MARQUETTE - Michigan Department of Natural Resources biologists are investigating the odd occurrence of two moose found dead along roads Wednesday near Republic.
A dead cow moose was located by an area resident Wednesday morning along Marquette County Road LB. A yearling was found later in the day along County Road 478.
The mystery deepened when biologists discovered that not only were the two animals reported dead on the same day, but they were located within about 10 miles of each other and bore no evidence of being shot or struck by vehicles.
This moose calf was found dead Wednesday afternoon along Marquette County Road 478, west of the Greenwood Reservoir. A dead cow moose was found earlier in the day, about 10 miles away. The cause of death for both animals has not been determined. (Rod Wallberg photo)
"At first, they thought it could have been a poaching because they were so close together," said DNR spokeswoman Debbie Munson Badini in Marquette.
DNR conservation officers and biologists investigated the reports.
Rod Wallberg of Ishpeming Township found the calf while making newspaper deliveries Wednesday afternoon west of the Greenwood Reservoir. He said he just happened to spot the moose lying in a ditch as he drove.
"Just a couple of days before, I had seen some horses and donkeys and I thought it was a donkey lying there," Wallberg said. "There was no apparent damage, like it had been hit by a car."
Wallberg said he saw moose tracks in the dirt along the shoulder of the road and the animal was lying nearby.
"I was surprised and saddened finding this poor animal," Wallberg said.
From visual observations he made, including a distended stomach and the somewhat fresh tracks, Wallberg said he thought the moose had probably been there since sometime the day before.
He found the moose between 1 and 1:30 p.m. just east of County Road FQ.
"It wasn't a fully-grown moose," he said. "It didn't have any antlers."
DNR wildlife biologist Brian Roell inspected the cow and reviewed reports on the calf.
"We did see a pretty heavy tick load on both of them," Roell said.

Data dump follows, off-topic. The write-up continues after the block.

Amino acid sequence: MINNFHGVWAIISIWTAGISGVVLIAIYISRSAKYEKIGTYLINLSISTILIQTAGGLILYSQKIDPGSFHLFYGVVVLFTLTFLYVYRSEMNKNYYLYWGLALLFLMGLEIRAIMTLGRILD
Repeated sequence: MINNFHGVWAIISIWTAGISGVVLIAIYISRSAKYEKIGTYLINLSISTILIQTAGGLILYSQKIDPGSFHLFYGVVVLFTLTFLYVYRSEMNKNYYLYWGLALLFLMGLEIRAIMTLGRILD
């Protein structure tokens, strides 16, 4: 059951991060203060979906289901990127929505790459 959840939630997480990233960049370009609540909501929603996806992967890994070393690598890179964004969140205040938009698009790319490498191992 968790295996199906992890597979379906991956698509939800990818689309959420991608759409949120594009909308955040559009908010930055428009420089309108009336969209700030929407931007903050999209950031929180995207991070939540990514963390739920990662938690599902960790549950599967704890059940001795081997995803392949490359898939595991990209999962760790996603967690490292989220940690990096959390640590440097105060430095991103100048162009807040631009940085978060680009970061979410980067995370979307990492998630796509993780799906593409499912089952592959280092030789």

Winter ticks have killed moose and in this case, could have worked in concert with liver flukes some other parasite or disease, Roell said. But biologists did not conclude ticks were the cause of death from their initial examinations.
Roell said the finding of two moose dead in the same day is out of the ordinary and there were no typical reasons moose are found dead at this time of year.
"We haven't seen any timing issues," Roell said. "We don't know what's going on with these animals."
A Minnesota DNR study found about a third of the 76 moose examined died from liver flukes, another 25 percent likely died from disease and starvation, while the cause of death for another quarter of the study animals remained unknown.
Poaching, accidents, brainworm and predation each claimed the lives of 7 percent or less of the moose in that study.
Another study, in northeastern Minnesota, concluded 58 percent of 87 moose deaths there were attributed to unknown causes, but likely health related. In that study, hunters shot 18 percent of the moose.
Among the "strange findings" in Minnesota research studies were some moose that appeared emaciated, but seemingly in otherwise good health that simply fell over and died in a phenomenon called "tipover disease."
The two moose found dead near Republic were carefully looked at and X-rayed to search for evidence of gunshots.
"Both moose were examined for external and internal injuries, abnormal bleeding, other signs of trauma and disease and nothing abnormal or suspicious was found," Badini said. "Tissue samples were sent to the wildlife disease laboratory in East Lansing for analysis."
Roell said the fact no foul play was suspected in the deaths of the moose will likely put the case on a low-priority status for the disease laboratory. He said it will likely be months before results are known.
John Pepin can be reached at 906-228-2500, ext. 206.